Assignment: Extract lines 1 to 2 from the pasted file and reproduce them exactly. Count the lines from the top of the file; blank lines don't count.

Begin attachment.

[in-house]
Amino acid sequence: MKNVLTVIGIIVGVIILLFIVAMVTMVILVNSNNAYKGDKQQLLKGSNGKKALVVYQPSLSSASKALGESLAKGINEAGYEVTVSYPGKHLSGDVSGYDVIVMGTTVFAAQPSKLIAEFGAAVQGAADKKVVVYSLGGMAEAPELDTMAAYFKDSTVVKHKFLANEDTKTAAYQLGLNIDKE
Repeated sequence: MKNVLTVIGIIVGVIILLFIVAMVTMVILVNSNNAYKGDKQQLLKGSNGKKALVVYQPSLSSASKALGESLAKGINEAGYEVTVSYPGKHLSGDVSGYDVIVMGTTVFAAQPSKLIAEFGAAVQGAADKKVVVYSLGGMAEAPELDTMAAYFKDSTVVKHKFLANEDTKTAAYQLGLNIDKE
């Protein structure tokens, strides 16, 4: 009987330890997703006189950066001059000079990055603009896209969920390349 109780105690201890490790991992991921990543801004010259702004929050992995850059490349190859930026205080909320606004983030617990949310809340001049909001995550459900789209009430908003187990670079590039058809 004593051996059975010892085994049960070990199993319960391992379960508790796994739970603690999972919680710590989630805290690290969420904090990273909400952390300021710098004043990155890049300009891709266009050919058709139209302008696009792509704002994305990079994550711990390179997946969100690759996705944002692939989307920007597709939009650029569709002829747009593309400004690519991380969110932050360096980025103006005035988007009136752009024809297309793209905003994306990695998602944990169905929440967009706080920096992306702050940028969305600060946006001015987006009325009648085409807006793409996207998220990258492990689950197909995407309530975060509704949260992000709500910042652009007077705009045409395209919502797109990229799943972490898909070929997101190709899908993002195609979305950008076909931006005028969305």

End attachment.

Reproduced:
[in-house]
Amino acid sequence: MKNVLTVIGIIVGVIILLFIVAMVTMVILVNSNNAYKGDKQQLLKGSNGKKALVVYQPSLSSASKALGESLAKGINEAGYEVTVSYPGKHLSGDVSGYDVIVMGTTVFAAQPSKLIAEFGAAVQGAADKKVVVYSLGGMAEAPELDTMAAYFKDSTVVKHKFLANEDTKTAAYQLGLNIDKE